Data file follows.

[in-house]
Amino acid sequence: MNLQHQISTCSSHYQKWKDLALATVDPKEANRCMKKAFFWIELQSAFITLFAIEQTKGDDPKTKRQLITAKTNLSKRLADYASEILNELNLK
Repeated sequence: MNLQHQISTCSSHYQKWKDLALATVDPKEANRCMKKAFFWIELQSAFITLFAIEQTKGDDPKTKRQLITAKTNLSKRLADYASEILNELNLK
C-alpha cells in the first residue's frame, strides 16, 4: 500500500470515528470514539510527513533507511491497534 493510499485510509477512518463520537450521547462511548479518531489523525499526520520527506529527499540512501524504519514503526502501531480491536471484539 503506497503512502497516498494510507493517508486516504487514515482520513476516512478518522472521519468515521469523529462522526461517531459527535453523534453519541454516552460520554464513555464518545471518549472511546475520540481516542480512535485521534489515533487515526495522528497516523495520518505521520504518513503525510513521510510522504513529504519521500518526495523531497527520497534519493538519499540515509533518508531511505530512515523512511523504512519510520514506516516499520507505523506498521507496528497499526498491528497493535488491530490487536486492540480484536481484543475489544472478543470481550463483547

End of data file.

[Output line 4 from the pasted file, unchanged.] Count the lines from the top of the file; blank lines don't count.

C-alpha cells in the first residue's frame, strides 16, 4: 500500500470515528470514539510527513533507511491497534 493510499485510509477512518463520537450521547462511548479518531489523525499526520520527506529527499540512501524504519514503526502501531480491536471484539 503506497503512502497516498494510507493517508486516504487514515482520513476516512478518522472521519468515521469523529462522526461517531459527535453523534453519541454516552460520554464513555464518545471518549472511546475520540481516542480512535485521534489515533487515526495522528497516523495520518505521520504518513503525510513521510510522504513529504519521500518526495523531497527520497534519493538519499540515509533518508531511505530512515523512511523504512519510520514506516516499520507505523506498521507496528497499526498491528497493535488491530490487536486492540480484536481484543475489544472478543470481550463483547